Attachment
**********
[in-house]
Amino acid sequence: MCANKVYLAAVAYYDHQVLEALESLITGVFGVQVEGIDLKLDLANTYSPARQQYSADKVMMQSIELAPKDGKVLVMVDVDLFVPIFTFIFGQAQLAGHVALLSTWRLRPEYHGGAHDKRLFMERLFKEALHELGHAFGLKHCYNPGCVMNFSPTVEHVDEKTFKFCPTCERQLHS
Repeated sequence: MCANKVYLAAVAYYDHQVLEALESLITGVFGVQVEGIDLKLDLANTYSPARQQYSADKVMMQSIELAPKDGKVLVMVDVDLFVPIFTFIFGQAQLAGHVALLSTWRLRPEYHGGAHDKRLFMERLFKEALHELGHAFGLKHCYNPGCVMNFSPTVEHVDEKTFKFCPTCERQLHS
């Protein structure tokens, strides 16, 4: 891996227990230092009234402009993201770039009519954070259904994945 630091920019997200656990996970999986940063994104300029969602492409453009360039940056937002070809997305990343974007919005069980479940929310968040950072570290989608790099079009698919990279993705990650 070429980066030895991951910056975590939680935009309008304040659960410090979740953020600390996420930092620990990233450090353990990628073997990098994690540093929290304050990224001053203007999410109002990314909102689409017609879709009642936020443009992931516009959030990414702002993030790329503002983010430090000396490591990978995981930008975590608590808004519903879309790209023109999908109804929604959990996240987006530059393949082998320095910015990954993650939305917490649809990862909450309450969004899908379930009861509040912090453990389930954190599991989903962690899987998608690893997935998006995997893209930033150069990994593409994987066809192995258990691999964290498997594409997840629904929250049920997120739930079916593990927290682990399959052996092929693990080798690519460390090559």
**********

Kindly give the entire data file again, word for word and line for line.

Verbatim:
[in-house]
Amino acid sequence: MCANKVYLAAVAYYDHQVLEALESLITGVFGVQVEGIDLKLDLANTYSPARQQYSADKVMMQSIELAPKDGKVLVMVDVDLFVPIFTFIFGQAQLAGHVALLSTWRLRPEYHGGAHDKRLFMERLFKEALHELGHAFGLKHCYNPGCVMNFSPTVEHVDEKTFKFCPTCERQLHS
Repeated sequence: MCANKVYLAAVAYYDHQVLEALESLITGVFGVQVEGIDLKLDLANTYSPARQQYSADKVMMQSIELAPKDGKVLVMVDVDLFVPIFTFIFGQAQLAGHVALLSTWRLRPEYHGGAHDKRLFMERLFKEALHELGHAFGLKHCYNPGCVMNFSPTVEHVDEKTFKFCPTCERQLHS
């Protein structure tokens, strides 16, 4: 891996227990230092009234402009993201770039009519954070259904994945 630091920019997200656990996970999986940063994104300029969602492409453009360039940056937002070809997305990343974007919005069980479940929310968040950072570290989608790099079009698919990279993705990650 070429980066030895991951910056975590939680935009309008304040659960410090979740953020600390996420930092620990990233450090353990990628073997990098994690540093929290304050990224001053203007999410109002990314909102689409017609879709009642936020443009992931516009959030990414702002993030790329503002983010430090000396490591990978995981930008975590608590808004519903879309790209023109999908109804929604959990996240987006530059393949082998320095910015990954993650939305917490649809990862909450309450969004899908379930009861509040912090453990389930954190599991989903962690899987998608690893997935998006995997893209930033150069990994593409994987066809192995258990691999964290498997594409997840629904929250049920997120739930079916593990927290682990399959052996092929693990080798690519460390090559």